We’ve previously written about the value of music in connection with the royalties to be paid by Internet Radio and the performance royalty (or "performance tax" as it’s labeled by the NAB) proposed for broadcasters. One of the questions that has always been raised in any debate about royalties, and one often dismissed by the record industry, is to what extent is there a promotional value of having music played on the radio or streamed by a webcaster.  In discussions of the broadcast performance royalty, record company representatives have suggested that, whether or not there is promotional value of the broadcast of music, that should have no impact on whether the royalty is paid. Instead, argue the record companies, the creator of music deserves to be paid whether or not there is some promotional value. The analogy is often made to sports teams – that the teams get promotional value by having their games broadcast but are nevertheless paid by stations for the rights to such games. The argument is that music should be no different. That contention, that the artist deserves to be paid whether or not there is promotional value may be tested in connection with what was once thought to be an unlikely source of promotional value for music – the video game Guitar Hero.

Guitar Hero, in its various versions released over the last few years, has proven to be a very effective tool for the promotion of music – with various classic rock bands experiencing significant sales growth whenever their songs are featured on a new version of the game. The use of a sound recording in a video game is not subject to any sort of statutory royalty – the game maker must receive a license negotiated with the copyright holder of the recording – usually the record company.  In previous editions of the game, Guitar Hero has paid for music rights. However, now that the game has proved its value in promoting the sale of music, the head of Activision, the company that owns the game, has suggested in a Wall Street Journal interview that it should be the record companies that are paying him to include the music in the game – and no doubt many artists would gladly do so for the promotional value they realize from the game.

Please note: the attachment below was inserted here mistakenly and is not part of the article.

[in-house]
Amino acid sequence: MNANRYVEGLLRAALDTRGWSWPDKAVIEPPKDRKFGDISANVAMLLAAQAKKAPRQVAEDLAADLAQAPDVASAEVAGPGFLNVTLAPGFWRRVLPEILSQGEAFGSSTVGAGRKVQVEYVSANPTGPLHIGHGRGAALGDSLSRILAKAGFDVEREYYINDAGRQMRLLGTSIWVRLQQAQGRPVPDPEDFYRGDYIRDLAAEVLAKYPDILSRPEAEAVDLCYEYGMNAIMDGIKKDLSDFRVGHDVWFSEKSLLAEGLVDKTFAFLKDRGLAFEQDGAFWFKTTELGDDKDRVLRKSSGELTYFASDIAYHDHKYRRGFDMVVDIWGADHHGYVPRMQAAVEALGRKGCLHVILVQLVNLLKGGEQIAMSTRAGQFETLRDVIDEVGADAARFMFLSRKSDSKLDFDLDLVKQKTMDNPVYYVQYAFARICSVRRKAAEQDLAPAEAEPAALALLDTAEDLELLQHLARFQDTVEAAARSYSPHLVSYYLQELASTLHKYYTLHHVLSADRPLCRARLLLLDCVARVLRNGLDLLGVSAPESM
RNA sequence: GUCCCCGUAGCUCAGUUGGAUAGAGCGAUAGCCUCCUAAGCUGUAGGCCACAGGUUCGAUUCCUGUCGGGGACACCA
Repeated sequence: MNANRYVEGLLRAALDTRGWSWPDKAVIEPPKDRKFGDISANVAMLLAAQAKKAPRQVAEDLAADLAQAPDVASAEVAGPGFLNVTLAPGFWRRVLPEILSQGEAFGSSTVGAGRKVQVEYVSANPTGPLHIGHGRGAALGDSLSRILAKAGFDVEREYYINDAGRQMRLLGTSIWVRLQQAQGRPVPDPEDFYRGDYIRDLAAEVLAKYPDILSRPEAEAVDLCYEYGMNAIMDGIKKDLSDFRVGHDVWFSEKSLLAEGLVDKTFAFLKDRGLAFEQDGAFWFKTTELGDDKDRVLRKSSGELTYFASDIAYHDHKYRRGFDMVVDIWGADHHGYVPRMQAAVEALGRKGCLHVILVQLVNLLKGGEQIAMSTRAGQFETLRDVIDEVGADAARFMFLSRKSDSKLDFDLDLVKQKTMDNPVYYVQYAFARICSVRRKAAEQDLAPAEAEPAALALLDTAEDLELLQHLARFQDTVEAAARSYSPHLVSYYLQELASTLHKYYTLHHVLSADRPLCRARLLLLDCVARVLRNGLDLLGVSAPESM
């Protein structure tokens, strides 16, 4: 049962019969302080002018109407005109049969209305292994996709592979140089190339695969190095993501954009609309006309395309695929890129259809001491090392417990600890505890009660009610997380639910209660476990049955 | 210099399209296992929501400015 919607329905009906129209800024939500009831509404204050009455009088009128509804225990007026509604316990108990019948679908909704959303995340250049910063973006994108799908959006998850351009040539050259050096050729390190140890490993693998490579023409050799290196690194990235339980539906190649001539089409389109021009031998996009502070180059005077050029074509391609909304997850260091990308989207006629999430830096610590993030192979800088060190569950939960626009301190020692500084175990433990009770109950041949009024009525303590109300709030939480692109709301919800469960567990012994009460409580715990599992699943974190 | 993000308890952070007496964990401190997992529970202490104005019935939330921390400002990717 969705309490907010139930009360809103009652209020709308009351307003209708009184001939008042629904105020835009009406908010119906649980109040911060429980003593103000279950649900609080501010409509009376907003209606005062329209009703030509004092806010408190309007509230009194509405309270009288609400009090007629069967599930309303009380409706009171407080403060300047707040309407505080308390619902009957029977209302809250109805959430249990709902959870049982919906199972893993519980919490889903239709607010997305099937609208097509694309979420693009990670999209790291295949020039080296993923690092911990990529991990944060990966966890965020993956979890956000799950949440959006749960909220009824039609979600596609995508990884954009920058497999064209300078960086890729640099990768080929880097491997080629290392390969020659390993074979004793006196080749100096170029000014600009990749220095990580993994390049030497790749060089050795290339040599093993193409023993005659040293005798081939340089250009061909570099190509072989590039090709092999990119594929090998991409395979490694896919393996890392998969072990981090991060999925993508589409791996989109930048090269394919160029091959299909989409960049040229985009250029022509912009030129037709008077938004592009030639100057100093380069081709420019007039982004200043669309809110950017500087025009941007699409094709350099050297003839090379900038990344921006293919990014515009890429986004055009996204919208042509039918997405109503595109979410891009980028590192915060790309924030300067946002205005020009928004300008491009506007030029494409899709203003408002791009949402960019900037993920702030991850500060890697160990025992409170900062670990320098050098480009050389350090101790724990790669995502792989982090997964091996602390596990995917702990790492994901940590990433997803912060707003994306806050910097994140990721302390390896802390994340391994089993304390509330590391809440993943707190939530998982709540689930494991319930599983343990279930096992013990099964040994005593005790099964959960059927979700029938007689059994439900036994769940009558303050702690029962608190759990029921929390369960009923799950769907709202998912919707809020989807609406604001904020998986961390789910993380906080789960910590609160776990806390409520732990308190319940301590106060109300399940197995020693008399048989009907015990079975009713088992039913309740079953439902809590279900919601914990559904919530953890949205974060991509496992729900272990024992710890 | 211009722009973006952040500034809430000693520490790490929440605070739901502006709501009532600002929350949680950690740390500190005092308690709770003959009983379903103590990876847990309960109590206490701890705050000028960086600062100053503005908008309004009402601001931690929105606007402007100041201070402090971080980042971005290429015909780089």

Continue Reading Will Guitar Hero Show the Promotional Value of Music and Change the Music Royalty Outlook?

On Tuesday, the Senate Judiciary Committee held a hearing on the possibility of imposing on broadcasters a performance royalty for the use of sound recordings.  This would be a new royalty, paying for the public performance of the recording of a song by a particular artist – a fee that would be on top of the fees that broadcasters already pay to ASCAP, BMI and SESAC for the public performance of the underlying compositions.  Unlike the House of Representatives Judiciary Committee Hearing, about which we wrote here, this hearing was a much more measured proceeding, weighing carefully the implications of imposing a new royalty – both as to whether it was really necessary to encourage creation of more music by performers, and as to whether radio stations could afford to pay such a royalty.  In fact, in closing the hearing, Senators asked the representatives of the Broadcasters and of the musicians to provide the committee more information on these two issues.

The Music First Coalition seeking the new royalty was represented by two recording artists, Lyle Lovett and Alice Peacock.  Committee members were clearly excited to have Mr. Lovett testifying, thanking him repeatedly for taking time out from his touring schedule (he had played a concert the night before in suburban Washington, at the Birchmere Club in Alexandria that Senator Leahy, Chairman of the Committee, said was attended and enjoyed by some of his staffers), and the committee was even treated to a few bars of Ms. Peacock’s song "Bliss."  But between the performances and the star treatment, committee members did ask hard questions – including whether a royalty was really needed.  Both artist stated that music was their passion, that they would be performers no matter how much they were paid.  If passion drove the creation of music, asked one Senator, as the purpose of copyright is to encourage the creation of artistic works, why is a new royalty on broadcasters even necessary? 

Continue Reading Performance Royalty (or Tax) on Broadcasters – Promotion, Fairness and The Impact on the Small Guy